Domery’s case is nearly identical to that of his contemporary, the Frenchman Tarrare, who also had a rapacious appetite and loved to feast on raw meat and live cats and puppies. Like Domery, Tarrare also served the French army where he too became a subject of experiment. Unable to satiate his hunger, Tarrare would regularly escape from the hospital, and eat offal behind butcher shops or eat street cats and dogs. Several times he was caught trying to eat the corpses in the morgue. Then one day day, a 14-month-old child disappeared and Tarrare became an immediate suspect. He was driven out of the hospital and died of tuberculosis a few years later.

There have been a few other cases of polyphagia in modern times where subjects exhibited abnormal hunger, but none went to such extremes as devouring raw meat and live cats like Domery or Tarrare did. Neither men were properly diagnosed, and only Tarrare was autopsied. Domery disappeared after his release from prison.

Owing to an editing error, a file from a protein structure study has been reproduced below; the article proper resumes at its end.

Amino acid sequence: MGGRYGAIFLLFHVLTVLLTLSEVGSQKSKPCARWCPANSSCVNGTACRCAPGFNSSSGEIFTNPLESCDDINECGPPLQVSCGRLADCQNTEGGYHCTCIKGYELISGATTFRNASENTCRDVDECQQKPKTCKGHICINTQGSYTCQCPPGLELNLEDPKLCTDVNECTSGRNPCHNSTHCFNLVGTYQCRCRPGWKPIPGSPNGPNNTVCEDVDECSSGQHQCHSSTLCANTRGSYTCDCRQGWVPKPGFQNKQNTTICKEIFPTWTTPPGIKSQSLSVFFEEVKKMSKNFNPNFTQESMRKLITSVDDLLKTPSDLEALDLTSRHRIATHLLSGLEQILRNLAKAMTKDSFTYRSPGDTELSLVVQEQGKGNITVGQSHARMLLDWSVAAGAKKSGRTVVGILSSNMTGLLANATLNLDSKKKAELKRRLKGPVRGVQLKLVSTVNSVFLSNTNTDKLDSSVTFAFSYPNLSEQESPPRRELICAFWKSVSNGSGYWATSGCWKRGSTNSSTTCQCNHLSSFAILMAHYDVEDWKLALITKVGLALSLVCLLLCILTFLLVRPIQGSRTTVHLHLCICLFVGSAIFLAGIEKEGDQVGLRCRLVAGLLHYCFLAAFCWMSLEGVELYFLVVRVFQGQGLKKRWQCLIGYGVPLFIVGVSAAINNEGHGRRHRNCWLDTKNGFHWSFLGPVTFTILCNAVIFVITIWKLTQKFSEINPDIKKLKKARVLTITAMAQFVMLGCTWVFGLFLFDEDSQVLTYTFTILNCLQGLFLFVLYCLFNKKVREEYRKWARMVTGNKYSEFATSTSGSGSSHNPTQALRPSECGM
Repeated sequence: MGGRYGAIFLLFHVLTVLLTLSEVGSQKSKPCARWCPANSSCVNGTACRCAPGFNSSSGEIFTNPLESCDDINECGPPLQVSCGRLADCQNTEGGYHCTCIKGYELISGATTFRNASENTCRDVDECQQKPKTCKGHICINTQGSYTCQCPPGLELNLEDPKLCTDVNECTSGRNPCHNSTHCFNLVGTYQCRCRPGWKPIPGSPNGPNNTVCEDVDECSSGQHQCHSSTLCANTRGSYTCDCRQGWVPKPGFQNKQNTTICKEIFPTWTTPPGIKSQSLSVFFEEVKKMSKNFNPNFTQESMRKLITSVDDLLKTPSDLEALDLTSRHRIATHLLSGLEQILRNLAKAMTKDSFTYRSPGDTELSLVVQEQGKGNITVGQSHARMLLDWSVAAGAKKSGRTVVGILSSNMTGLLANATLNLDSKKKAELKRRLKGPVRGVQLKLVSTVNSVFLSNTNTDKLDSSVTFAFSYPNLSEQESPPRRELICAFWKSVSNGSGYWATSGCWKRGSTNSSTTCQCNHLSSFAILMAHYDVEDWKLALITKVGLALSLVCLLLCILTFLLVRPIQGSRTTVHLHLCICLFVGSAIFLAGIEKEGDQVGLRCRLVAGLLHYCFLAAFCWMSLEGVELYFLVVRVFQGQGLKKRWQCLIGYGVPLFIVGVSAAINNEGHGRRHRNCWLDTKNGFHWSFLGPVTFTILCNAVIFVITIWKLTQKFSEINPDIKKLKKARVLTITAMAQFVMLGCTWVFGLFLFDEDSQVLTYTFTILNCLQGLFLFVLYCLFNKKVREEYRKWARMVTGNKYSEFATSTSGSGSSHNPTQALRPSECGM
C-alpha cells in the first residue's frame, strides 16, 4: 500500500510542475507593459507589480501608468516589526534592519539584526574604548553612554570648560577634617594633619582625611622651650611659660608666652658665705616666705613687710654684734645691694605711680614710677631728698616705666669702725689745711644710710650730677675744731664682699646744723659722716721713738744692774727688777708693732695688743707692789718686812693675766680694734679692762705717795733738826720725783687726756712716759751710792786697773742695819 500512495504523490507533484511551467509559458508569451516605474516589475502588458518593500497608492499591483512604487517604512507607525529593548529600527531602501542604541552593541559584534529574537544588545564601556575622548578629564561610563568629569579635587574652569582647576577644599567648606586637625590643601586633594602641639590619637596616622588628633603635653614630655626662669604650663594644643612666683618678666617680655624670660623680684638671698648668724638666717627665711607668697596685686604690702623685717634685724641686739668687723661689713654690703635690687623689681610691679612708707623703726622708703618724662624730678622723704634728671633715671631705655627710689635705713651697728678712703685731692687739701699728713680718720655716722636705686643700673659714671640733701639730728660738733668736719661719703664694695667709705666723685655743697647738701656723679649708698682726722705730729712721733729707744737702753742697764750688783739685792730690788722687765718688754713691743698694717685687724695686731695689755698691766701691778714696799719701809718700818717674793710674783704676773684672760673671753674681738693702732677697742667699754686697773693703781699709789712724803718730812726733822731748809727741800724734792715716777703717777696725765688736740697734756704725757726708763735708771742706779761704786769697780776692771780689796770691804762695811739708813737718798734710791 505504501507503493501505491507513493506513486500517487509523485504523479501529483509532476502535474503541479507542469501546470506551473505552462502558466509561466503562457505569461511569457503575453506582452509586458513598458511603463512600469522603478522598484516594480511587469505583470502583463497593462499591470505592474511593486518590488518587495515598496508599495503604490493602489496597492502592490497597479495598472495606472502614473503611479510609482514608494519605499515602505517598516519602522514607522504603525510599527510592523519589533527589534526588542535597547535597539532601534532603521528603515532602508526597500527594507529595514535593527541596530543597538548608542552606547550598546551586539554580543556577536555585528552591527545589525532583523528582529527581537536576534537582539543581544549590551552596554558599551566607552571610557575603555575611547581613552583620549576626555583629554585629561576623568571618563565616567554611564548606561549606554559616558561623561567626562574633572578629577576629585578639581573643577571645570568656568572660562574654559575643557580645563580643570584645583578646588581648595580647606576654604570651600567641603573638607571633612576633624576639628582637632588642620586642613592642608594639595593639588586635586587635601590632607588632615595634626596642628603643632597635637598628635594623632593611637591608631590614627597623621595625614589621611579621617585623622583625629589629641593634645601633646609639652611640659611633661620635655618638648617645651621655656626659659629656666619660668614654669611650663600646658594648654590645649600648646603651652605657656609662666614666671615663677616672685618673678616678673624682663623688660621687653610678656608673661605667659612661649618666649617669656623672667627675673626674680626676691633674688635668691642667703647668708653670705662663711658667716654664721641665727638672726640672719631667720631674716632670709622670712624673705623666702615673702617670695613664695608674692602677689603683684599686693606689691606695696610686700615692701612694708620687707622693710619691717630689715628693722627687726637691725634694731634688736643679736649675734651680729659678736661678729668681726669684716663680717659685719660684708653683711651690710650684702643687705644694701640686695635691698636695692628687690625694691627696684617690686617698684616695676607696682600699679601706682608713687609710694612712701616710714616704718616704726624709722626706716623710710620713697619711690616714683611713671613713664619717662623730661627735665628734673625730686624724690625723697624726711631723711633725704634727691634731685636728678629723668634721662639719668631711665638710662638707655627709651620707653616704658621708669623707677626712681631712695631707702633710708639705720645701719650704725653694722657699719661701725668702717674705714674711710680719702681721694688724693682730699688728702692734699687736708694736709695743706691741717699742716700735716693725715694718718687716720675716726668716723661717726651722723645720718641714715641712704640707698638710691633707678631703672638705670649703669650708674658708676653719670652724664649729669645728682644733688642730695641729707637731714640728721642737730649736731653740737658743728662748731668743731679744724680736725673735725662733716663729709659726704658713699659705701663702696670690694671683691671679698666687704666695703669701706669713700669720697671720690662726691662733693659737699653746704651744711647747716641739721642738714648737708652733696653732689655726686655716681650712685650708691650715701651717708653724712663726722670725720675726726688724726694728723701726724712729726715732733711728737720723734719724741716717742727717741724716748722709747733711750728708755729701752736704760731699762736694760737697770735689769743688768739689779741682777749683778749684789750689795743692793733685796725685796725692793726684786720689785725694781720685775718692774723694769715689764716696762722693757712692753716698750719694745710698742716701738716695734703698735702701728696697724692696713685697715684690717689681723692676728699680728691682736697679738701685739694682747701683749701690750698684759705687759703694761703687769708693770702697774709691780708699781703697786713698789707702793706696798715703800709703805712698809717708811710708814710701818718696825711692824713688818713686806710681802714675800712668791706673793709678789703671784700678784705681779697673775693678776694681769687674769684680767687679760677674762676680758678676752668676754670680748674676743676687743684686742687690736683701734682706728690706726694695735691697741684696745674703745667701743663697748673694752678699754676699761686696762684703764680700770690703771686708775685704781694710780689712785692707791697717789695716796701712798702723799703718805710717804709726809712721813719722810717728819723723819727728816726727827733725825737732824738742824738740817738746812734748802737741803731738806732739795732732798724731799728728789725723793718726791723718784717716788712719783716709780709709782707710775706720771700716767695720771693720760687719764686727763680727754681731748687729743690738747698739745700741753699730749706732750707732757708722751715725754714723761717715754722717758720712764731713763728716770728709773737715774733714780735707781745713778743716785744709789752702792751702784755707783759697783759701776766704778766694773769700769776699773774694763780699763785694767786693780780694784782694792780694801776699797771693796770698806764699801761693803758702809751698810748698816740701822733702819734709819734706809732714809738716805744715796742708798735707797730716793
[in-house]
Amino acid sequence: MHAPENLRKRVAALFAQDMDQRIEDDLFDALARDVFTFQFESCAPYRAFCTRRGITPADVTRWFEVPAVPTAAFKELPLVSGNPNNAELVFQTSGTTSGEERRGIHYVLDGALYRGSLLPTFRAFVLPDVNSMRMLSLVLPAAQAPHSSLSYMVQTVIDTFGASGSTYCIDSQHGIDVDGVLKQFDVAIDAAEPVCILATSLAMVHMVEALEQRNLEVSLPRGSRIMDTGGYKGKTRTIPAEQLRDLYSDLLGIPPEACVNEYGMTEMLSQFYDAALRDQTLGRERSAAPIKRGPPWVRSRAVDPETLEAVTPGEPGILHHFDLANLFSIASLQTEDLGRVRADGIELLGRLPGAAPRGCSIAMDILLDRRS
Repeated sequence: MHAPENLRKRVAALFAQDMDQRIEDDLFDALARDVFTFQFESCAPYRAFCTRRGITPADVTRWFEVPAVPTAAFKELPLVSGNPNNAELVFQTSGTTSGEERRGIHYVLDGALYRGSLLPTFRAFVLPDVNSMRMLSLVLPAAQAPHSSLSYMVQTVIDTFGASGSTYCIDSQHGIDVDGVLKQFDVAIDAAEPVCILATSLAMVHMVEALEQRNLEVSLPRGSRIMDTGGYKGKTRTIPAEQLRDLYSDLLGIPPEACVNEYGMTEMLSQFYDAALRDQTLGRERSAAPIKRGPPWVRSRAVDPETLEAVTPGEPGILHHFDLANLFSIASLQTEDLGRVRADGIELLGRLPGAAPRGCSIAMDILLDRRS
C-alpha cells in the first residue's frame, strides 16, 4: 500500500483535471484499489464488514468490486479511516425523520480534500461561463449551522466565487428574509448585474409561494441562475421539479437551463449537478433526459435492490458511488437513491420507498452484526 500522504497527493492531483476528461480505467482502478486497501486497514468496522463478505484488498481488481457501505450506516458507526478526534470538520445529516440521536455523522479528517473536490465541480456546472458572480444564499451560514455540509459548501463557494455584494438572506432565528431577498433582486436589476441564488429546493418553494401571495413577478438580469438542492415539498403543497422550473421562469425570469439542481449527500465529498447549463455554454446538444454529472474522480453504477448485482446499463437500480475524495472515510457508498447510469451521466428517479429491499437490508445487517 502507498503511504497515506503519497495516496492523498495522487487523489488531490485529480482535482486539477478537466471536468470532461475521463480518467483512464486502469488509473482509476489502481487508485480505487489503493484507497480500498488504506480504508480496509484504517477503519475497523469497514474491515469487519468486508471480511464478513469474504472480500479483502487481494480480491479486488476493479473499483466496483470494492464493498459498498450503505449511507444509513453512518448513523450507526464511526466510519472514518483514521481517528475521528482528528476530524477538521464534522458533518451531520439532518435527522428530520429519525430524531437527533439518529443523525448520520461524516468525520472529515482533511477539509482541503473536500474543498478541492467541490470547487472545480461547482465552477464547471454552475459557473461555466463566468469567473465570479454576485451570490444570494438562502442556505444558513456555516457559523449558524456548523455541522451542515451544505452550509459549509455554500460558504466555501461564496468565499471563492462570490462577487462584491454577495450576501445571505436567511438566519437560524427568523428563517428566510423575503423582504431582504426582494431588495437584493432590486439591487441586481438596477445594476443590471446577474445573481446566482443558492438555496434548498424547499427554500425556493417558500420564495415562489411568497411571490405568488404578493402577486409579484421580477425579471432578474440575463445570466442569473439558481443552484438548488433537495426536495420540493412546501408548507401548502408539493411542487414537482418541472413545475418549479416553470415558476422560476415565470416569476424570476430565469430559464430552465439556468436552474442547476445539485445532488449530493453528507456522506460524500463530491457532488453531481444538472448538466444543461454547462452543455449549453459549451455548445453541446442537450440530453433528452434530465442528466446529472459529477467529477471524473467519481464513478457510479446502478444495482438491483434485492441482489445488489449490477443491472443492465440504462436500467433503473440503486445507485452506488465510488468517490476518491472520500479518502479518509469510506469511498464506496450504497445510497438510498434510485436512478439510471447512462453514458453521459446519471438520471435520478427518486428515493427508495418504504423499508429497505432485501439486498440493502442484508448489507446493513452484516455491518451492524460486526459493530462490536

Polyphagia is usually caused by hyperthyroidism that can give sufferers a fast metabolism and extreme hunger. Polyphagia (also known as hyperphagia) is also a sign of diabetes mellitus, that causes a disruption in the body's ability to transfer glucose from food into energy, which leads to a persistent sensation of hunger. Inflammation of the hypothalamus—the part of the brain that deals with hormones throughout the body—can also lead a person to become endlessly hungry and he will feed until he becomes obese. Similar gluttony was observed in cats whose amygdala, the center of emotions and motivation, was destroyed and the cat kept feeding until it became obese. Knocking out the vagal nerve receptors—which controls the heart, lungs, and digestive tract— has also been shown to cause polyphagia. There are a dozen more conditions including several congenital diseases that can cause a person to develop morbid appetites. Domery and Tarrare could have been suffering from any one of it.

# J. Johnston, "Account of a Man who lives upon large Quantities of raw Flesh", The London Medical and Physical Journal